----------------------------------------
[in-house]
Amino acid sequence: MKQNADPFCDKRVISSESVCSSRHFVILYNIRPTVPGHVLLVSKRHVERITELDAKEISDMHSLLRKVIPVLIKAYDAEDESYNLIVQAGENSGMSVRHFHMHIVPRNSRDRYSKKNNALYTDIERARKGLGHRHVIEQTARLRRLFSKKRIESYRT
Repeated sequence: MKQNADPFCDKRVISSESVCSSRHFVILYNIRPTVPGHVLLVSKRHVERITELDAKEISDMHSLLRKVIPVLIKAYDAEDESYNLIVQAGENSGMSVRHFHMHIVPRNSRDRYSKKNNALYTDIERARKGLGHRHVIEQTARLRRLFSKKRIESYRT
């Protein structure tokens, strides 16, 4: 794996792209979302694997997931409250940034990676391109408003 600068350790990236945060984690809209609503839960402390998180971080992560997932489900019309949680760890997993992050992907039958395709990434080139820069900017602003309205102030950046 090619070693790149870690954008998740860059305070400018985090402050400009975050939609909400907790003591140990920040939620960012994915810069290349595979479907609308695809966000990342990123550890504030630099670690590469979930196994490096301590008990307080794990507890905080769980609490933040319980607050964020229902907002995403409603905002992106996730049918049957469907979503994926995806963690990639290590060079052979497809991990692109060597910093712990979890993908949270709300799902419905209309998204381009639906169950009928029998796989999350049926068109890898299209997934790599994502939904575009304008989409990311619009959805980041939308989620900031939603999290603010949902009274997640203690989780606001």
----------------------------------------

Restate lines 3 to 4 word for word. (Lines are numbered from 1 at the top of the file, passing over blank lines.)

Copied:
Repeated sequence: MKQNADPFCDKRVISSESVCSSRHFVILYNIRPTVPGHVLLVSKRHVERITELDAKEISDMHSLLRKVIPVLIKAYDAEDESYNLIVQAGENSGMSVRHFHMHIVPRNSRDRYSKKNNALYTDIERARKGLGHRHVIEQTARLRRLFSKKRIESYRT
């Protein structure tokens, strides 16, 4: 794996792209979302694997997931409250940034990676391109408003 600068350790990236945060984690809209609503839960402390998180971080992560997932489900019309949680760890997993992050992907039958395709990434080139820069900017602003309205102030950046 090619070693790149870690954008998740860059305070400018985090402050400009975050939609909400907790003591140990920040939620960012994915810069290349595979479907609308695809966000990342990123550890504030630099670690590469979930196994490096301590008990307080794990507890905080769980609490933040319980607050964020229902907002995403409603905002992106996730049918049957469907979503994926995806963690990639290590060079052979497809991990692109060597910093712990979890993908949270709300799902419905209309998204381009639906169950009928029998796989999350049926068109890898299209997934790599994502939904575009304008989409990311619009959805980041939308989620900031939603999290603010949902009274997640203690989780606001």